What to do if forced on FMLA by your employer?

Get Legal Help Today

 Secured with SHA-256 Encryption

What to do if forced on FMLA by your employer?

About 3 weeks ago Iwas called into the boss’s office and terrible, untrue accusations were made against me. I have been an RN in this 1 particular nursing home for a total of 18 years. They told me that Iwas put on FMLA immediately, no options. I asked why and was told that I was slurring my speech, acting bizarre, and could harm a resident. The then brought up meds that I’m not even on. That in itself should be a HIPPA violation. Just 3 weeks before that I got a good evaluation and a raise. They also let me work 27 hours in just 2 days right before this happened.

Asked on April 10, 2011 under Employment Labor Law, Indiana

Answers:

SJZ, Member, New York Bar / FreeAdvice Contributing Attorney

Answered 10 years ago | Contributor

You can't be forced to take FMLA leave against your will; Family and Medical Leave Act leave is a benefit for the *employee,* not the employer.

However, if you don't have an employment contract or agreement, you could be furloughed or suspended at will, which would have the same functional effect--and dthey can do this for any reason, such as slurreds speech, perceived threat of harm, etc., or even just that your boss doesn't like you. That's because as an employee without a contract or agreement, you are an "employee at will," and employers may fire, suspect, furlough, etc. employees at will at any time, for any reason. The only difference is that if the company does this, you are not using up any of your allowed FMLA days.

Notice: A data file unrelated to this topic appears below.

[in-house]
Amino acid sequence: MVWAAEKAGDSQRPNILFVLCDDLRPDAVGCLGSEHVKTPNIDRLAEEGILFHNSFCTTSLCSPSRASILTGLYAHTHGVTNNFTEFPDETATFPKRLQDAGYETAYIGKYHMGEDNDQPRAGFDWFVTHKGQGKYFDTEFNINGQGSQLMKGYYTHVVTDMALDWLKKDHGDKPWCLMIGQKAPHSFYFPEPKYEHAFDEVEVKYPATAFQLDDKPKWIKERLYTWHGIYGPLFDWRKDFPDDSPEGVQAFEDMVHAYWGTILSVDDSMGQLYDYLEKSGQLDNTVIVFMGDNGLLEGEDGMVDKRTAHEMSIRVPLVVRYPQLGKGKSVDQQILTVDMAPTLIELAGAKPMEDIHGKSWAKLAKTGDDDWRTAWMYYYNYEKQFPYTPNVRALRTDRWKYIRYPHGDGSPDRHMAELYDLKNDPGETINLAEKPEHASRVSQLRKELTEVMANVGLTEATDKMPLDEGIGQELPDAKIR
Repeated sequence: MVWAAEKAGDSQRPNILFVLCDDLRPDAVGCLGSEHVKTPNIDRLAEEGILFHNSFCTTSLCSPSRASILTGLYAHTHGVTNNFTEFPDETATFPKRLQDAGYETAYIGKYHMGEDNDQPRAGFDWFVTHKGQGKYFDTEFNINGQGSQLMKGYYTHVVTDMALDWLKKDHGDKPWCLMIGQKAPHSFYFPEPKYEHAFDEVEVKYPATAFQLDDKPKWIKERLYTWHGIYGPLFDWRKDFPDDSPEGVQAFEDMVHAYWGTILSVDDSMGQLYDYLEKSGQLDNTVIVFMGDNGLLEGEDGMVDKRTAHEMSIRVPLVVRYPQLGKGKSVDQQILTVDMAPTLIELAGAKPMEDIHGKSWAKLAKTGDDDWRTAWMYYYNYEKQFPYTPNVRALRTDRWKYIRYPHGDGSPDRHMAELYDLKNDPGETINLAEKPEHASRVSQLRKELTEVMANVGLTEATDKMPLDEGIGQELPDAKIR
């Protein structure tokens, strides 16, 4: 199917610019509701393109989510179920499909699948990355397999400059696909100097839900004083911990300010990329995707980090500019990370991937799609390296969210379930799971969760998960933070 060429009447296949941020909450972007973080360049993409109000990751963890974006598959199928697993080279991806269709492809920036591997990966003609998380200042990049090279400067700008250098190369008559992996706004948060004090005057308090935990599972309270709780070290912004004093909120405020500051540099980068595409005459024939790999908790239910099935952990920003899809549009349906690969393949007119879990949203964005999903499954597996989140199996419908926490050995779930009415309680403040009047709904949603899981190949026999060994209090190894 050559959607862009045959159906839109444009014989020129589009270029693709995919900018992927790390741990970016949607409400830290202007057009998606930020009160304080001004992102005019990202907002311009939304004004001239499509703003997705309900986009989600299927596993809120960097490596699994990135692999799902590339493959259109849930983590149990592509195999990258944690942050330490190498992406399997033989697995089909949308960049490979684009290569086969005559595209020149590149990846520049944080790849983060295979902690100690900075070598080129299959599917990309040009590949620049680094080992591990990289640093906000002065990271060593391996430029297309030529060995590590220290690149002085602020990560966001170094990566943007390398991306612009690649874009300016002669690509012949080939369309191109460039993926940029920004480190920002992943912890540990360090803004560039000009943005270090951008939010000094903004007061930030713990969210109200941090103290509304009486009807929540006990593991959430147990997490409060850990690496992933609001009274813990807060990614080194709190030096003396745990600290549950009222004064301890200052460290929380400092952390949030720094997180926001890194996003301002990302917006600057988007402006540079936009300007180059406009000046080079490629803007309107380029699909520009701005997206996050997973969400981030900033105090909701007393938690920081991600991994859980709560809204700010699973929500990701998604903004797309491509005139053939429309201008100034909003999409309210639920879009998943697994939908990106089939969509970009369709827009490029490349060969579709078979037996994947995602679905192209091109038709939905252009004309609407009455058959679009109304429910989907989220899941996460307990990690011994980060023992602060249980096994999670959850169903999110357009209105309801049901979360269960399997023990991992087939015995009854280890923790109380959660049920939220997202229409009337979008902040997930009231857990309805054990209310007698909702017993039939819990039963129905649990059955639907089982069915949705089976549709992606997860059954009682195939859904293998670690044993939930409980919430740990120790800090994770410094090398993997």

IMPORTANT NOTICE: The Answer(s) provided above are for general information only. The attorney providing the answer was not serving as the attorney for the person submitting the question or in any attorney-client relationship with such person. Laws may vary from state to state, and sometimes change. Tiny variations in the facts, or a fact not set forth in a question, often can change a legal outcome or an attorney's conclusion. Although AttorneyPages.com has verified the attorney was admitted to practice law in at least one jurisdiction, he or she may not be authorized to practice law in the jurisdiction referred to in the question, nor is he or she necessarily experienced in the area of the law involved. Unlike the information in the Answer(s) above, upon which you should NOT rely, for personal advice you can rely upon we suggest you retain an attorney to represent you.

Get Legal Help Today

Find the right lawyer for your legal issue.

 Secured with SHA-256 Encryption